Algernong Allen is running for state representative in Pennsylvania’s 188th District, which includes University City, West and Southwest Philadelphia. 

Allen was raised in Southwest Philadelphia and, after graduating Hampton University, he returned home and opened up a jazz club on Baltimore Avenue. His club, Elena’s Soul, burned down on Christmas Eve in 2012. Allen also has a weekly radio show called West Philly Connects on WPEB 88.1.

The Daily Pennsylvanian spoke to Allen about his platform.

Daily Pennsylvanian: How do you see Penn fitting into your platforms regarding education?

Algernong Allen: In terms of Penn as an organization with a variety of institutional arms, there are probably several ways that the state could facilitate the work done there in terms of scientific and cultural endeavors but there’s such a wide net there that I can’t reply in detail.

DP: Some critics of your campaign say that you have less experience than your opponent Jim Roebuck. What would you say to that? What do you think the most important skills are to succeed at this job?

AA: I think that a long tenure does not necessarily make you a better state representative. I think the most important criteria is that your constituents are served adequately, and I don’t think that requires as much experience as it does attention to individual people, communities and stakeholders. For me, I have been connected to the community, neighborhood organization and to a limited extent even to the University City District. I have experience, if not [in] politics, and I believe political experience is not necessarily the best thing for our constituents ... maybe it’s time for a new perspective and a new set of eyes.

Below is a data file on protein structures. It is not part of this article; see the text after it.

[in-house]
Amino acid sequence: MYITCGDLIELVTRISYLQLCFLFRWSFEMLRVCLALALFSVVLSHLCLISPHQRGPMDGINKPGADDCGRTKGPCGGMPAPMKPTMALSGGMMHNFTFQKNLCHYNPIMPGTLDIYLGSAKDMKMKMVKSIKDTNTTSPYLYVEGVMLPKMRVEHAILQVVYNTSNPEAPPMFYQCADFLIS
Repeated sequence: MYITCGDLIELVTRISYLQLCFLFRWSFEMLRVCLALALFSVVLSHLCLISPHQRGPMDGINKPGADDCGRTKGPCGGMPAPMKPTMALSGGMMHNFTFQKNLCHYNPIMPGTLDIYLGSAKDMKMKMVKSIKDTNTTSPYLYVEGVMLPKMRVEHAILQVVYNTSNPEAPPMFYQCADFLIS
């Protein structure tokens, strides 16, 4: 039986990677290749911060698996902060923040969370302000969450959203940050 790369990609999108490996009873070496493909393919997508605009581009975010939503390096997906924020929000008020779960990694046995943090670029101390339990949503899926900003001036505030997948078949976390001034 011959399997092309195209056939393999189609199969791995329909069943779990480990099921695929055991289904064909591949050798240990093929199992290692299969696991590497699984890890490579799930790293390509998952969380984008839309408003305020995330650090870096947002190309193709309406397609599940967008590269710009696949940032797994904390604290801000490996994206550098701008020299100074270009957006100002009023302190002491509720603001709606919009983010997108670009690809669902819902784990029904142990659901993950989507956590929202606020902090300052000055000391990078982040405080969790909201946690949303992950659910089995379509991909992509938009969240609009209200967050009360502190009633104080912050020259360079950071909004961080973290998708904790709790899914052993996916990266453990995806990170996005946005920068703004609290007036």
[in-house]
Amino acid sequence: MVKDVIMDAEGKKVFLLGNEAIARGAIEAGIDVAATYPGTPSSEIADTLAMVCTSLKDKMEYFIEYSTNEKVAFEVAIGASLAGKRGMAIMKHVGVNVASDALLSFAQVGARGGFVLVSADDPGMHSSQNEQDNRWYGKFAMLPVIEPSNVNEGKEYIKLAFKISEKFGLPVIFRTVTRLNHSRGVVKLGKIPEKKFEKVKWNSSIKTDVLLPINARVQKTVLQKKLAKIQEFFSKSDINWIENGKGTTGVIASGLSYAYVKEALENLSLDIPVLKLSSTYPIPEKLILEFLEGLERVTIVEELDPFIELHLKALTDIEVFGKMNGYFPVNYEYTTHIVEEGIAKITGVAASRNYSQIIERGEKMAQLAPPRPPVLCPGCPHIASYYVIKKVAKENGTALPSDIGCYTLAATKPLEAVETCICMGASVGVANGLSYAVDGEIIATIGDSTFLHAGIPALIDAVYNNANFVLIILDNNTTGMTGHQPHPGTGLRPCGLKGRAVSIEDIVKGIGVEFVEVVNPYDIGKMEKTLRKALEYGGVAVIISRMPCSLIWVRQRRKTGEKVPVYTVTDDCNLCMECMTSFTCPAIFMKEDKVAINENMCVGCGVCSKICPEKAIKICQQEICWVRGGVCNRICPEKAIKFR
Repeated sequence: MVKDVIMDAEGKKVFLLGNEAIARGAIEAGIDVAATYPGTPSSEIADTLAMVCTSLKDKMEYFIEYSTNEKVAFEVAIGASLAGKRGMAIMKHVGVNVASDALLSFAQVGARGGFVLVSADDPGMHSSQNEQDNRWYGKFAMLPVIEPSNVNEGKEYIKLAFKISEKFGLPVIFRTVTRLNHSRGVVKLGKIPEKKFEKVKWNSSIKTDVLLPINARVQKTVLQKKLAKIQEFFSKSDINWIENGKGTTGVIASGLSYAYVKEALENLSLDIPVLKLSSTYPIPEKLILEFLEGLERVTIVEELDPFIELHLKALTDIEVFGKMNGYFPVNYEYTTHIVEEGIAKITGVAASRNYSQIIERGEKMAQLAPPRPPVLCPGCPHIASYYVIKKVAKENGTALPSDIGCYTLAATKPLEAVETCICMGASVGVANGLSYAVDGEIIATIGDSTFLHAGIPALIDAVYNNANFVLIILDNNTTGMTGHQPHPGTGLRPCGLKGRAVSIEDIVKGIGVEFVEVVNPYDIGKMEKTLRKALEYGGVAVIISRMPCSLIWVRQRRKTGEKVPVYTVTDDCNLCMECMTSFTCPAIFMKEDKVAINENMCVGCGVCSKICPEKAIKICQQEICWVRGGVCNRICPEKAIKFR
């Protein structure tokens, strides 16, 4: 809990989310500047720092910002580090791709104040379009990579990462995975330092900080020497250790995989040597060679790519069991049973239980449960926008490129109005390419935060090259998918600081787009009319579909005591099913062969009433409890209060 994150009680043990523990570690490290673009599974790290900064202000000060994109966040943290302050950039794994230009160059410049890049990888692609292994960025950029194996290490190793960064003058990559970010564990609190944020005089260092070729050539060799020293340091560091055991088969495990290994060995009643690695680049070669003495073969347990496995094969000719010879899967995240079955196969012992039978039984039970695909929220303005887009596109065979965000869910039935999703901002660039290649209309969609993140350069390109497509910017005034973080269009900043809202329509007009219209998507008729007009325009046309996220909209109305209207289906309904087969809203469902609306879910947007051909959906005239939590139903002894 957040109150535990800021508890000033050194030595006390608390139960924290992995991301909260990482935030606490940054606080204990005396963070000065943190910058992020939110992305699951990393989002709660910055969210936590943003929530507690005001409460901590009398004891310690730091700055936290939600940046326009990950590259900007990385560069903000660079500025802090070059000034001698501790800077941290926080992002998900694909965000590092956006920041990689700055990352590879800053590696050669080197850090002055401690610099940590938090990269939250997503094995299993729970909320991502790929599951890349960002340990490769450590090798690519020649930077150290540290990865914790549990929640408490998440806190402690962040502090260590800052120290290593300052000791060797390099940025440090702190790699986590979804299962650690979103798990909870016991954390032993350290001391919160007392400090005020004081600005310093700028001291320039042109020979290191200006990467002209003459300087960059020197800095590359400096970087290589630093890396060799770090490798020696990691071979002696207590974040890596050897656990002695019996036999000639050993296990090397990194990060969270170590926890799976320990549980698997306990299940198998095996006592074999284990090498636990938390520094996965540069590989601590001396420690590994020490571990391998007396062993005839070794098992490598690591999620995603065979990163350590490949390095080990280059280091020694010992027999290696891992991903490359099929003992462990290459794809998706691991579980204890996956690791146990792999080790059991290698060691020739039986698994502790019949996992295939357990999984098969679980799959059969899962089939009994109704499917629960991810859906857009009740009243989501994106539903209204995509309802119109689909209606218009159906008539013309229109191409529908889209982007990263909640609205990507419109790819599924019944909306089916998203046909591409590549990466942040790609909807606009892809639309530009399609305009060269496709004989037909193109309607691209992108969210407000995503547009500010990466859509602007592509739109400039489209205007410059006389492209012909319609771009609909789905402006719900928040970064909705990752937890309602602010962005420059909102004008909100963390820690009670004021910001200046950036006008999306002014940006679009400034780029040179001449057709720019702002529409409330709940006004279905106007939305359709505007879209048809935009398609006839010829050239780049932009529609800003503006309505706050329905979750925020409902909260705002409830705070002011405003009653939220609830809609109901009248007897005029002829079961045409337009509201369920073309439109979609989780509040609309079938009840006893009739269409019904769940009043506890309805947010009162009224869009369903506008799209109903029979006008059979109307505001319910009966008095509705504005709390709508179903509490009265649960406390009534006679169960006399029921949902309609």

DP: What is your stance on the legalization or decriminalization of marijuana?

AA: I am for decriminalization of marijuana but not full legalization. We need to take some time to see the effects of decriminalization before that. In the meantime it does not make sense to criminalize something that is so commonly and popularly used illicitly. I think instead of making it more criminal, and I’m talking about for small quantities for personal use, it doesn’t make sense to put people behind bars for something that is so common. It doesn’t match up with the current time.

DP: What types of urban farming initiatives do you envision?

AA: We have so many vacant lands that we can create opportunities for gardens and farming while we wait for other spaces. What I think they do is they stimulate community engagement, a sense of knowing your neighborhoods and working in partnership — and they are also good for local residents in terms of eating nutritious [foods], so there are so many wins when it comes to urban farming.

DP: What is your stance on marriage equality?